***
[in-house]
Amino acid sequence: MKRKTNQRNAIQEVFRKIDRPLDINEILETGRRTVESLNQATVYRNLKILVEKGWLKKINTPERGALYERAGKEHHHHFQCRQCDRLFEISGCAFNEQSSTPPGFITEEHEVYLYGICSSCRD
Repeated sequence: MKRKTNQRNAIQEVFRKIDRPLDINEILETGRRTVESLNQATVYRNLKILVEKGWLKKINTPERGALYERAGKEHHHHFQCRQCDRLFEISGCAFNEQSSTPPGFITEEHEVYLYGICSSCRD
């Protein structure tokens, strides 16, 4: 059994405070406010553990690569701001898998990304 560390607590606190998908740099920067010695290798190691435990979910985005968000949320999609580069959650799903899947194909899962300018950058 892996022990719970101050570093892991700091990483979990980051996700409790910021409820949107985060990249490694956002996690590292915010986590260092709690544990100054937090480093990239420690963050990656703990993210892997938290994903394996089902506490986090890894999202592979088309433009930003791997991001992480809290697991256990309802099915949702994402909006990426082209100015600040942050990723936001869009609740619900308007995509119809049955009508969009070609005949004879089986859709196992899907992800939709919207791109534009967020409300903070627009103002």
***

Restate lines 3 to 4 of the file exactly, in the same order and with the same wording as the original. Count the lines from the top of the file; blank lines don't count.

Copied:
Repeated sequence: MKRKTNQRNAIQEVFRKIDRPLDINEILETGRRTVESLNQATVYRNLKILVEKGWLKKINTPERGALYERAGKEHHHHFQCRQCDRLFEISGCAFNEQSSTPPGFITEEHEVYLYGICSSCRD
């Protein structure tokens, strides 16, 4: 059994405070406010553990690569701001898998990304 560390607590606190998908740099920067010695290798190691435990979910985005968000949320999609580069959650799903899947194909899962300018950058 892996022990719970101050570093892991700091990483979990980051996700409790910021409820949107985060990249490694956002996690590292915010986590260092709690544990100054937090480093990239420690963050990656703990993210892997938290994903394996089902506490986090890894999202592979088309433009930003791997991001992480809290697991256990309802099915949702994402909006990426082209100015600040942050990723936001869009609740619900308007995509119809049955009508969009070609005949004879089986859709196992899907992800939709919207791109534009967020409300903070627009103002």